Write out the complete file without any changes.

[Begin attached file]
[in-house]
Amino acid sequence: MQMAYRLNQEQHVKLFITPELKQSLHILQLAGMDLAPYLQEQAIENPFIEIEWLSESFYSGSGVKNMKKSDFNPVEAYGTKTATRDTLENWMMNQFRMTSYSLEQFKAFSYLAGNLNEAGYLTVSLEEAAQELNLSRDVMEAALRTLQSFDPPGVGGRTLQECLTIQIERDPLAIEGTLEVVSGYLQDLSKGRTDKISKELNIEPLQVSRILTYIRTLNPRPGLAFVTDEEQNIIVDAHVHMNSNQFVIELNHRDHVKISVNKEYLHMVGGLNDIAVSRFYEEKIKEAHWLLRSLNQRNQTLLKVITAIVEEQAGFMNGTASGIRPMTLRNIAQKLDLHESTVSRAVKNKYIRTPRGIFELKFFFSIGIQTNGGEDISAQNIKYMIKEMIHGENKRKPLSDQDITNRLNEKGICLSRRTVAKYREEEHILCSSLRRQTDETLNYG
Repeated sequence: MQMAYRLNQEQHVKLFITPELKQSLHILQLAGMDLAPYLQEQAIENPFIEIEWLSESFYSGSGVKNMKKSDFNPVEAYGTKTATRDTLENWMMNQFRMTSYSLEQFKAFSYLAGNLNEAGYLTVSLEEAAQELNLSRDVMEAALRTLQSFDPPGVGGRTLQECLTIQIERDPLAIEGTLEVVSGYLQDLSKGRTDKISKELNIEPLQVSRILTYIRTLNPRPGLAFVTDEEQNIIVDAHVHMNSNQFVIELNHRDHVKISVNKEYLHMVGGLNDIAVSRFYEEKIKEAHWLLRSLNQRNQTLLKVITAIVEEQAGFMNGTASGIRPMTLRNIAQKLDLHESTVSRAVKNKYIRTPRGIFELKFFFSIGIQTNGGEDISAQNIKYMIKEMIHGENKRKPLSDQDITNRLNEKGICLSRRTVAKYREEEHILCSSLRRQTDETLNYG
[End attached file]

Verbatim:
[in-house]
Amino acid sequence: MQMAYRLNQEQHVKLFITPELKQSLHILQLAGMDLAPYLQEQAIENPFIEIEWLSESFYSGSGVKNMKKSDFNPVEAYGTKTATRDTLENWMMNQFRMTSYSLEQFKAFSYLAGNLNEAGYLTVSLEEAAQELNLSRDVMEAALRTLQSFDPPGVGGRTLQECLTIQIERDPLAIEGTLEVVSGYLQDLSKGRTDKISKELNIEPLQVSRILTYIRTLNPRPGLAFVTDEEQNIIVDAHVHMNSNQFVIELNHRDHVKISVNKEYLHMVGGLNDIAVSRFYEEKIKEAHWLLRSLNQRNQTLLKVITAIVEEQAGFMNGTASGIRPMTLRNIAQKLDLHESTVSRAVKNKYIRTPRGIFELKFFFSIGIQTNGGEDISAQNIKYMIKEMIHGENKRKPLSDQDITNRLNEKGICLSRRTVAKYREEEHILCSSLRRQTDETLNYG
Repeated sequence: MQMAYRLNQEQHVKLFITPELKQSLHILQLAGMDLAPYLQEQAIENPFIEIEWLSESFYSGSGVKNMKKSDFNPVEAYGTKTATRDTLENWMMNQFRMTSYSLEQFKAFSYLAGNLNEAGYLTVSLEEAAQELNLSRDVMEAALRTLQSFDPPGVGGRTLQECLTIQIERDPLAIEGTLEVVSGYLQDLSKGRTDKISKELNIEPLQVSRILTYIRTLNPRPGLAFVTDEEQNIIVDAHVHMNSNQFVIELNHRDHVKISVNKEYLHMVGGLNDIAVSRFYEEKIKEAHWLLRSLNQRNQTLLKVITAIVEEQAGFMNGTASGIRPMTLRNIAQKLDLHESTVSRAVKNKYIRTPRGIFELKFFFSIGIQTNGGEDISAQNIKYMIKEMIHGENKRKPLSDQDITNRLNEKGICLSRRTVAKYREEEHILCSSLRRQTDETLNYG